It's 10:53 a.m., and the University of Arizona's production kitchen is so active it sounds like an engine set to a steady rev.
In the basement of the Student Union Memorial Center, UA cooks are bustling around slicing freshly baked bread loafs, testing measurements, chopping vegetables, preparing meats for cooking and double and triple checking catering orders as phones ring intermittently and staff members move in and out of the space.
Soon arrives Kevin Lau, executive chef for the UA's student food service, who already had been working nearly five hours.
Just three months on the job, Lau was charged with overseeing the production kitchen, sanitation and the warehouse and helping to introduce new restaurant concepts such as Pangea, which opened at the start of the semester. On this particular morning, Lau had just run a taste test and a test run on the new restaurant.
It is a hefty lot to manage, but with his extensive experience working for country clubs and resorts around the country, and having helped launch numerous restaurants in the past, the classically trained Lau said he was more than ready for the UA job.
"The work is so demanding," said Lau, who has worked as a cook and chef for the likes of the Walt Disney's World Village and Wyndham Hotel at Sea World. He has prepared meals for parties in the hundreds, celebrities and former U.S. presidents. "It's also a lifestyle that very few people get to experience."
And he arrives at the UA at an opportune time.
In recent years, Dining Services has worked to rebrand its image, moving away from the traditional and sometimes gritty cafeteria-style that characterized many college and university dining experiences. The push now is more holistic: more sustainable, locally harvested foods that meet the shifting moods and lifestyle choices of today's students.
"Everybody's a foodie these days," said Joel Hauff, interim director for the Arizona Student Unions, noting the proliferation of food-related magazines, blogs, shows and even network stations.
"People who never understood anything about food can now talk about cooking styles, cuts of vegetables, different layering of flavors and dishes," Hauff said. We are simply responding to the expectations of our customers."
Hauff said that during interviews, chefs were required to produce a multi-course meal. Most other chefs went to work alone, but what Lau did was completely unexpected.
"Kevin was different. He utilized our existing staff to create his meal. We realized right away that he is a teacher," Hauff said. "To us, that was very appealing. We needed to find someone with the right mindset to elevate food services at the UA and to help our existing staff to become even better."
How Lau arrived here is a long, complicated journey.
Lau's father passed away when he was 16. His plans to pursue higher education were shuttered. One of five children, he decided to begin working so he could support his mother and help cover the family's expenses: the mortgage, food costs and other bills.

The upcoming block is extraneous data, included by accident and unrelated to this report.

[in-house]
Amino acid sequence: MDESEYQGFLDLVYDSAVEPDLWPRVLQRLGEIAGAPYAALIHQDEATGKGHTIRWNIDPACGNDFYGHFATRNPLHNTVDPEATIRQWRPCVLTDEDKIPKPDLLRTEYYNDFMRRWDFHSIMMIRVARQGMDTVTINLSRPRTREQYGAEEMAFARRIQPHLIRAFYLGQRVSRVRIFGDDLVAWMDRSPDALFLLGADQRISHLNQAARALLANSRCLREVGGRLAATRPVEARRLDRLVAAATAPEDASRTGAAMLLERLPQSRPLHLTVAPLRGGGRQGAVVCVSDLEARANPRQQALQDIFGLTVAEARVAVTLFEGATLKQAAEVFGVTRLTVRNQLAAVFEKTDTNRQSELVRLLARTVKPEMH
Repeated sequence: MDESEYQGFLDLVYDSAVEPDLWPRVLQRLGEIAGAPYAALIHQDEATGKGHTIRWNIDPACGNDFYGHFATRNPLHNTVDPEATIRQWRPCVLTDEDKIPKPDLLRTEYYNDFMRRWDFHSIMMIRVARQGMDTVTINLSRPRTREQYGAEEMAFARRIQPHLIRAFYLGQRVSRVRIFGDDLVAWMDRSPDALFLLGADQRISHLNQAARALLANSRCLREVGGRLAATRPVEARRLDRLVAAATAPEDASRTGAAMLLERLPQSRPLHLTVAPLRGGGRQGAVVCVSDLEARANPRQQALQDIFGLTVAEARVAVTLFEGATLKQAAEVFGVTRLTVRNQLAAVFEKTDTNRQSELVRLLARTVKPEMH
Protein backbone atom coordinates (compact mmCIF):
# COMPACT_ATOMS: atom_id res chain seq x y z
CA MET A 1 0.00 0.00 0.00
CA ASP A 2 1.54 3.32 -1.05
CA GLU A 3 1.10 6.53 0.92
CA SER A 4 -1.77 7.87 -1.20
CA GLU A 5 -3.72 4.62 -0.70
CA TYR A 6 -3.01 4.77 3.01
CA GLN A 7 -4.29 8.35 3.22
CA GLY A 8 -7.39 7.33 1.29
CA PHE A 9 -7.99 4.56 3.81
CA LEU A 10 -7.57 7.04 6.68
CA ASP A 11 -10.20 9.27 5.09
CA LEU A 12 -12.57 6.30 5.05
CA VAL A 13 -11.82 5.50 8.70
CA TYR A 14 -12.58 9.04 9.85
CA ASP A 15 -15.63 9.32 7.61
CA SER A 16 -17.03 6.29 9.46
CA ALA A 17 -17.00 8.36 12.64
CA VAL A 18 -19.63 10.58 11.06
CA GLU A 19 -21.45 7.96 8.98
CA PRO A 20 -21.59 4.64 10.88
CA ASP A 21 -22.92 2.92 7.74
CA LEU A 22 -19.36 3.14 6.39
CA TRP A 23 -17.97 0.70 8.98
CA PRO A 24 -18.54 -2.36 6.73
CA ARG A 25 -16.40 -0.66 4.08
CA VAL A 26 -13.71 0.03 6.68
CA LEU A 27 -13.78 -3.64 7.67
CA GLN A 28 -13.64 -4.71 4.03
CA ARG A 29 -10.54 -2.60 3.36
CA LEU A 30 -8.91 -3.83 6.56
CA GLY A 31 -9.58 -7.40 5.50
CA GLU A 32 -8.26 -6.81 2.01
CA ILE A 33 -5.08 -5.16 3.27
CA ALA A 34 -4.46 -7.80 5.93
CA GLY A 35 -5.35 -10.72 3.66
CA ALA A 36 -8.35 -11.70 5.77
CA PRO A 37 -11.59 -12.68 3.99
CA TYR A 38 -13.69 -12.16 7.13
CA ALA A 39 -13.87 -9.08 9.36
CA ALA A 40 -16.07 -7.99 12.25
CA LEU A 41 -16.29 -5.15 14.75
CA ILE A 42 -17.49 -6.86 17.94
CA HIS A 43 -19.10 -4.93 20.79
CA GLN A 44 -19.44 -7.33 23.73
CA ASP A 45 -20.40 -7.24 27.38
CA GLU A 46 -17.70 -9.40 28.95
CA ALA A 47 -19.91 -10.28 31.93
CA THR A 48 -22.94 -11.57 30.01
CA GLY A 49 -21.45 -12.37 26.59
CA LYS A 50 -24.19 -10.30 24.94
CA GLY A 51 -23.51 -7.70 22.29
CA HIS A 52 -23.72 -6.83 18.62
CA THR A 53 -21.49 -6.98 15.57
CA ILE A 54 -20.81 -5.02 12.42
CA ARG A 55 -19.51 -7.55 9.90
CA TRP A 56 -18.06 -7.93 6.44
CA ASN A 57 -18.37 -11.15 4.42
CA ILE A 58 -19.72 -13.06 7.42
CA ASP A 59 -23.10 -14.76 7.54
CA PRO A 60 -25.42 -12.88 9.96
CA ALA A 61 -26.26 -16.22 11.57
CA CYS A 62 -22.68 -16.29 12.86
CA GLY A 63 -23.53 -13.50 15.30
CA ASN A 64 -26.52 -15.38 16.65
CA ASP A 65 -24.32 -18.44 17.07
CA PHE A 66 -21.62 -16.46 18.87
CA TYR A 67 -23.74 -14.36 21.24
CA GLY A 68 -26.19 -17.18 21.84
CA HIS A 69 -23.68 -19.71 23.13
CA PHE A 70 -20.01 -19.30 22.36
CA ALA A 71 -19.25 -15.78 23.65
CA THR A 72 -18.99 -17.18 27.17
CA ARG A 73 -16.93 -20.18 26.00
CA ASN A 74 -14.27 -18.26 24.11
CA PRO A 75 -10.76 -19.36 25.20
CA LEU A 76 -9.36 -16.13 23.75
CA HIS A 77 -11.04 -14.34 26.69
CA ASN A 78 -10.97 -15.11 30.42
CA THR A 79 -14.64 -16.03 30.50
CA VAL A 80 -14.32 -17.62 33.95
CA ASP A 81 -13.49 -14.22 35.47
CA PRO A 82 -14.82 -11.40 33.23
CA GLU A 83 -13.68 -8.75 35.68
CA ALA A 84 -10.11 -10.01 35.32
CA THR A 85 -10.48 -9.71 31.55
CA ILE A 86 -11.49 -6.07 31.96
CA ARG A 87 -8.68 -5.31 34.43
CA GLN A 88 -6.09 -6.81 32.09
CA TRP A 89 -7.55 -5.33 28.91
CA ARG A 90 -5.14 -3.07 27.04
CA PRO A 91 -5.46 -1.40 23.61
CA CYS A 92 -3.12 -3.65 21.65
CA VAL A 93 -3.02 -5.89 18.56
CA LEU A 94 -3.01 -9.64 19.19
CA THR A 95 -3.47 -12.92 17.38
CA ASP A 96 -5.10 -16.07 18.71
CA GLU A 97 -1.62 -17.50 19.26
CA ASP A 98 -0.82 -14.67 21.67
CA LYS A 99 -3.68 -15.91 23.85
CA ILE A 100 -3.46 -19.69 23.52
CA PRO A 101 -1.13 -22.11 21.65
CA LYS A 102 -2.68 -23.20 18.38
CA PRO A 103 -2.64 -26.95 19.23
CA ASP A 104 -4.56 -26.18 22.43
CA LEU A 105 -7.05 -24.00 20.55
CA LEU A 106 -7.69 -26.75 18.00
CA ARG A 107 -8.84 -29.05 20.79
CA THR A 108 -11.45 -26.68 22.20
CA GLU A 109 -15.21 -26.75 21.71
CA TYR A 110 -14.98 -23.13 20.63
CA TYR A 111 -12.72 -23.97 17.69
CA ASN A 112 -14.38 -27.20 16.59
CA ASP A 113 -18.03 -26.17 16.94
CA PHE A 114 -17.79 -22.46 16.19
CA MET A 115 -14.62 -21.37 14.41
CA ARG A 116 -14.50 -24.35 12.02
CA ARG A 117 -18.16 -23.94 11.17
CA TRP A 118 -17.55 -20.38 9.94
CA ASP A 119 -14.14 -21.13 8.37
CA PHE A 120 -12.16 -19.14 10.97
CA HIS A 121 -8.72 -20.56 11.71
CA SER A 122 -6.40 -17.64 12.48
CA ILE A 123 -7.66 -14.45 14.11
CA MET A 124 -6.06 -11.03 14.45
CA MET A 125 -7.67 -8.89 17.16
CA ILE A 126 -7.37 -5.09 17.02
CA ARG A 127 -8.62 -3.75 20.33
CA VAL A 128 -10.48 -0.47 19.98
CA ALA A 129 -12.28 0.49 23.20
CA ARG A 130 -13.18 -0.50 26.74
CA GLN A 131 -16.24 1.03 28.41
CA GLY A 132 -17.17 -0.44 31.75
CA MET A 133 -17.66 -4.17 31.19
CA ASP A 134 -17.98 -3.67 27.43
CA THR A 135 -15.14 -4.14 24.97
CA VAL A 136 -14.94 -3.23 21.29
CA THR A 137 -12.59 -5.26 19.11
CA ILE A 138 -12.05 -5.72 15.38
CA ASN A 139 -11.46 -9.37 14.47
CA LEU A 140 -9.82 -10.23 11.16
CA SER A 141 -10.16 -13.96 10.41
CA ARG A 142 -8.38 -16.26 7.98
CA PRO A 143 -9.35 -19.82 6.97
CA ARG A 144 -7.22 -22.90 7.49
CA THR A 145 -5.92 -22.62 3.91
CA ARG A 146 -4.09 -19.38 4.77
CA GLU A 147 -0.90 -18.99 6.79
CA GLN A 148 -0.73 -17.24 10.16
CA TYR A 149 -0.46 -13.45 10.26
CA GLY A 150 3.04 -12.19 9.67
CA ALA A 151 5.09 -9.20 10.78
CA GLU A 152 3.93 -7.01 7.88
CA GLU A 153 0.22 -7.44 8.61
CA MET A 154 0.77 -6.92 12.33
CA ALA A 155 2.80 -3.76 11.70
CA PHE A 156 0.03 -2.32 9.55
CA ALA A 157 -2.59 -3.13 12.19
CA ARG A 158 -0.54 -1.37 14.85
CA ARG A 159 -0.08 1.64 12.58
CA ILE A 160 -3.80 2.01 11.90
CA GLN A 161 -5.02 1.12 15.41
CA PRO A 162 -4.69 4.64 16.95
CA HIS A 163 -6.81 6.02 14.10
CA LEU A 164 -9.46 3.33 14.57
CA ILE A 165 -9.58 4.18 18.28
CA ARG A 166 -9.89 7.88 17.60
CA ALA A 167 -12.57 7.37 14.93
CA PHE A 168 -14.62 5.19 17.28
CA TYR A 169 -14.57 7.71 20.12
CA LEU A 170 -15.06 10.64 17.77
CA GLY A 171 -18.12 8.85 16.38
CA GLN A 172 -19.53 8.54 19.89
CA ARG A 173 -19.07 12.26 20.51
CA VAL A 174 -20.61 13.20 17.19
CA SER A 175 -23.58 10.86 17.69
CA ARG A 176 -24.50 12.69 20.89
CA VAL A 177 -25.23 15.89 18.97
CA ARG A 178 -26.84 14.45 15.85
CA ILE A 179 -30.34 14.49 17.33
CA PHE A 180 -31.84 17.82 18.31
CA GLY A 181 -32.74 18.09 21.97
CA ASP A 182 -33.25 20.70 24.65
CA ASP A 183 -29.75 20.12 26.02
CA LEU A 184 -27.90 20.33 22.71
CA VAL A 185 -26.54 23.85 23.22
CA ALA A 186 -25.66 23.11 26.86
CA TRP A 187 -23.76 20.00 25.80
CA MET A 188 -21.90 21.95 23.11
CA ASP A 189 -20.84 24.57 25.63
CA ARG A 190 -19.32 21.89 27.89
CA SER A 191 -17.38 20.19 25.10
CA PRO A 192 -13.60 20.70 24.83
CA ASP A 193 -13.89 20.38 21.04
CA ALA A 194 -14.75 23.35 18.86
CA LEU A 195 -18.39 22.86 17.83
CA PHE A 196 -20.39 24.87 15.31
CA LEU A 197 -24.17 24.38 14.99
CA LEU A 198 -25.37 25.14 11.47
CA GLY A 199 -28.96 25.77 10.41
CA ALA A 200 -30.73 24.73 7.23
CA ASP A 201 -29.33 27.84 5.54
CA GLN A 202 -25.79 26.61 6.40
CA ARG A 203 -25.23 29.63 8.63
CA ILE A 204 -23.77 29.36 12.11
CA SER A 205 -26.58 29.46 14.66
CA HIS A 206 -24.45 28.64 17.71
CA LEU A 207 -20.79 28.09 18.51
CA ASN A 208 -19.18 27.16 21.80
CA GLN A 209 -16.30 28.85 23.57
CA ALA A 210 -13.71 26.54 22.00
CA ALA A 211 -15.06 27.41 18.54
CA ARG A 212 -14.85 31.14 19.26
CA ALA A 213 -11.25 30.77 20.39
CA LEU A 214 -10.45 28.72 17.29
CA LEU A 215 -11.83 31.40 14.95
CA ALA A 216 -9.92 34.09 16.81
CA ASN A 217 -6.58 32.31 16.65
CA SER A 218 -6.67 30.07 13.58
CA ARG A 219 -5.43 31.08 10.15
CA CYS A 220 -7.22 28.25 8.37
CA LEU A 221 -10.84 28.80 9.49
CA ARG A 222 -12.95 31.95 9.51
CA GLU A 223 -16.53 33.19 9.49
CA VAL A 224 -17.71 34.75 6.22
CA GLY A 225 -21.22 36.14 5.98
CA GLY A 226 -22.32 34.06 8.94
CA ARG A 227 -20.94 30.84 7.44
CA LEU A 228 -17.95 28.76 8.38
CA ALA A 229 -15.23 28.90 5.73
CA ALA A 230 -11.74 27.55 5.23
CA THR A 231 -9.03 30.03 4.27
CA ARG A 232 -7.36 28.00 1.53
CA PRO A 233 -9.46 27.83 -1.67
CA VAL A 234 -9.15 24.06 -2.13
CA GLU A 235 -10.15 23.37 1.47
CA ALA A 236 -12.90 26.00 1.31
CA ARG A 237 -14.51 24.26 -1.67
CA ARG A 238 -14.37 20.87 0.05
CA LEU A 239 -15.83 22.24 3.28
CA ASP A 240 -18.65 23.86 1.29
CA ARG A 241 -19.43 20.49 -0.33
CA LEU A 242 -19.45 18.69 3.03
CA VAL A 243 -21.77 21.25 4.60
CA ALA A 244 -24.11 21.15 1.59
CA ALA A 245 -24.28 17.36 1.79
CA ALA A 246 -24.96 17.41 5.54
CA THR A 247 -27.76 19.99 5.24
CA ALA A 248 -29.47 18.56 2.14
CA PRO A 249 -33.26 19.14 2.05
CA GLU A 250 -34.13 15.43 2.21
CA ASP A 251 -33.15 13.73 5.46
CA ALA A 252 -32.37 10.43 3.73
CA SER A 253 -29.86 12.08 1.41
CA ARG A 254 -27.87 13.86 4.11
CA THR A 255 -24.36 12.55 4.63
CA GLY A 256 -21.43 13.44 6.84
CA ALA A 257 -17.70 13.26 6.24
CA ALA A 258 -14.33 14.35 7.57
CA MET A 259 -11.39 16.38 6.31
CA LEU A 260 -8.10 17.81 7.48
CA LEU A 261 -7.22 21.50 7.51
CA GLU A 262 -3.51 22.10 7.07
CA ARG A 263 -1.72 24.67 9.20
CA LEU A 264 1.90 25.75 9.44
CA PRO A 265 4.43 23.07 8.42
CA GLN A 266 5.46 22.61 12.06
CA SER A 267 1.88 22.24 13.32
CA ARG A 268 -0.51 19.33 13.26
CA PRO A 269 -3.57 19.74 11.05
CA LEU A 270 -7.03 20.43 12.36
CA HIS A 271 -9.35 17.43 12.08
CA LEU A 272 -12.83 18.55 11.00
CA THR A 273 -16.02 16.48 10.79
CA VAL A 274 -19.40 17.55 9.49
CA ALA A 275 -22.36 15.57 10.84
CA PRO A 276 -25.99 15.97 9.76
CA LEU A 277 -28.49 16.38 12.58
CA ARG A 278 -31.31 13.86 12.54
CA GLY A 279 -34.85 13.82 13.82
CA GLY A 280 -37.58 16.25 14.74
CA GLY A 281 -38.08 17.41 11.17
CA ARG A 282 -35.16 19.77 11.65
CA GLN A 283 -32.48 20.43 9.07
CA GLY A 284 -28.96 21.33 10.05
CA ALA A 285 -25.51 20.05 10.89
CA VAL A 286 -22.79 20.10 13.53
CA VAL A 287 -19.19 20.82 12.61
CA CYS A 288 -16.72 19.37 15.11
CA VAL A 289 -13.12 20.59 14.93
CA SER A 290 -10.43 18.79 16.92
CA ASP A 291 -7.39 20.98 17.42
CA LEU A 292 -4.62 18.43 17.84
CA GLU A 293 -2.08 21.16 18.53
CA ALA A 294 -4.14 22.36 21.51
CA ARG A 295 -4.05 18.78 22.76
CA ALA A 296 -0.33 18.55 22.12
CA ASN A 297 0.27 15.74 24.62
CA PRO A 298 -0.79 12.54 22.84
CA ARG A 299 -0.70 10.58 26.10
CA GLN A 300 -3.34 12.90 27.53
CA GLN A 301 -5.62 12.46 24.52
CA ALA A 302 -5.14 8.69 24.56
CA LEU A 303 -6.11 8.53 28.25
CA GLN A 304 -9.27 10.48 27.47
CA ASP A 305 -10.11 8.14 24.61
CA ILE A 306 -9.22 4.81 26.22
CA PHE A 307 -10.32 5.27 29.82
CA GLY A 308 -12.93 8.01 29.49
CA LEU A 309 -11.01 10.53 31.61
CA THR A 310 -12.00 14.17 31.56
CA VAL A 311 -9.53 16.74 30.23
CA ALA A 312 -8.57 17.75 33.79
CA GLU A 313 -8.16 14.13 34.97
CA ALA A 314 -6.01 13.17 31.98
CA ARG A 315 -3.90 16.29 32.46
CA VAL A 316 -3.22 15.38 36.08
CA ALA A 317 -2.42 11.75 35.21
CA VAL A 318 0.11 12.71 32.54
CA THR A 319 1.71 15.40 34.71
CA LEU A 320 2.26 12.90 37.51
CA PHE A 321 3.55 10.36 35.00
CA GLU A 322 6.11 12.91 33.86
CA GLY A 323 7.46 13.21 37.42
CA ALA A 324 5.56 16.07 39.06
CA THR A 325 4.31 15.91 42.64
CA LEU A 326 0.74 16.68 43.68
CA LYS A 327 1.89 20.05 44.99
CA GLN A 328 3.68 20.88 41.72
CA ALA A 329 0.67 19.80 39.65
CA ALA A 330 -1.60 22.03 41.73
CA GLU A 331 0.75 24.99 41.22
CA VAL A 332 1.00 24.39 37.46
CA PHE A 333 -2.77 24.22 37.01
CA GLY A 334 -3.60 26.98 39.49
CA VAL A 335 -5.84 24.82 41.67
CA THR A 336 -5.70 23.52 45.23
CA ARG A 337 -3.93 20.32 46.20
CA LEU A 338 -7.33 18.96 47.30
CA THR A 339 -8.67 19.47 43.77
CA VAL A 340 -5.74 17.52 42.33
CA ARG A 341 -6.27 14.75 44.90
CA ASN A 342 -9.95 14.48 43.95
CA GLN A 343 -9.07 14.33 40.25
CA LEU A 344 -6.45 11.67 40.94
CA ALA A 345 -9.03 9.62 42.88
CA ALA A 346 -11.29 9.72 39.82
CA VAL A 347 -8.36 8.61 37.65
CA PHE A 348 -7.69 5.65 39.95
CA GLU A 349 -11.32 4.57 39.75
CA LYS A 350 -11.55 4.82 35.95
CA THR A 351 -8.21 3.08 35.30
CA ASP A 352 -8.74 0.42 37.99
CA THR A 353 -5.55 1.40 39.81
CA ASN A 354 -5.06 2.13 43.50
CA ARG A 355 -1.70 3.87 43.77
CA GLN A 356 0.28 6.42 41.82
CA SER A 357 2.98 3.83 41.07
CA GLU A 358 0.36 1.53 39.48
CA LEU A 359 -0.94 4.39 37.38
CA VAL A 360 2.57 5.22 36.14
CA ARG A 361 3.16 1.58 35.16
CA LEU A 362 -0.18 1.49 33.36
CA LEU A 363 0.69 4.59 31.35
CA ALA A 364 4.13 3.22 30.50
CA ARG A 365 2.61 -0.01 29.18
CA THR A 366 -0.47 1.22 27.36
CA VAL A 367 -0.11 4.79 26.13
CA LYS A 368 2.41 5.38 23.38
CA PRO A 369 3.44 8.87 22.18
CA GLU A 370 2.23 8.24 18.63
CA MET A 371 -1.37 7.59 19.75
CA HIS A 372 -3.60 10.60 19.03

Years later, it was suggested to Lau that he should consider an apprenticeship, and, at age 20, he was accepted into a program at the elite Hotel Hershey. There, Lau trained and worked, often for 70 hours each week.
"There were days we would work 23 hours, then at $3.10 an hour. I have never worked so hard than I did then," said Lau, who was born and raised in Hawaii.
Today, Lau views his extensive, challenging training and discipline as hugely beneficial.
"It helped me to understand that it was the hardest job I would ever have," Lau said. But, today, he feels a different type of challenge.
"It's the challenge of not failing. You don't want to fail, so having something that is difficult makes you want to achieve it," Lau said. "That's what drives me. And I also feel a sense of loyalty to the people who chose me to be here."
Hauff said Lau is the "right person for the job" because of his experience and his mindset.
"One of the attractive things about Kevin is that he comes from hotels, private clubs, large restaurant groups – places where there was a need for continued innovation," Hauff said. "You wouldn't be able to do the same things the same way for many consecutive years and expect your catering business or restaurant to be successful over time."
Hauff said the same is true for dining services in a university environment where demands shift with seasons as they do with generations. Also, given that the University has over the years provided more social hubs beyond the Student Union – like more expansive programming and spaces at the UA Libraries, Campus Recreation Center and in residence halls – Hauff said the Student Unions also has had to shift.
"There are consumer expectations, and people want to know they are getting a quality product at a fair price on a consistent basis," Hauff said.
"If you look at the world immediately around us, the food landscape is changing. We have to respond to that," he added. "So we are ultimately raising the bar for our program in order to improve quality and consistency."